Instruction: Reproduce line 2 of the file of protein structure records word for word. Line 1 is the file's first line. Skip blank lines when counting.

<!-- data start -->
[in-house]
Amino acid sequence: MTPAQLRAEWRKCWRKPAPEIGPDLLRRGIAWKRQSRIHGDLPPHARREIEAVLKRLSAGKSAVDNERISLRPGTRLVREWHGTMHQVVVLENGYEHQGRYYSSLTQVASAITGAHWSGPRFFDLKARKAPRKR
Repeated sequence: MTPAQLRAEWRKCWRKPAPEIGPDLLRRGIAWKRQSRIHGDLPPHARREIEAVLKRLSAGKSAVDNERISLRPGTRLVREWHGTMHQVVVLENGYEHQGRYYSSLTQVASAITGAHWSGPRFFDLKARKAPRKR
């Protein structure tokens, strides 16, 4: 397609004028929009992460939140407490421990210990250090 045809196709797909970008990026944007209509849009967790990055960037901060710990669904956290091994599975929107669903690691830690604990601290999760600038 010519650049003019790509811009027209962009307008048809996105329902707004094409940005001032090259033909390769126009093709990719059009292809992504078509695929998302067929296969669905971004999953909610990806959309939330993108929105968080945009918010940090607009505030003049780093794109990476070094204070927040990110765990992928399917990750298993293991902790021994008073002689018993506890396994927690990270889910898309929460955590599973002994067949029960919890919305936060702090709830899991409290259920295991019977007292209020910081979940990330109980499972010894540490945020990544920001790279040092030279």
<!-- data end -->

Amino acid sequence: MTPAQLRAEWRKCWRKPAPEIGPDLLRRGIAWKRQSRIHGDLPPHARREIEAVLKRLSAGKSAVDNERISLRPGTRLVREWHGTMHQVVVLENGYEHQGRYYSSLTQVASAITGAHWSGPRFFDLKARKAPRKR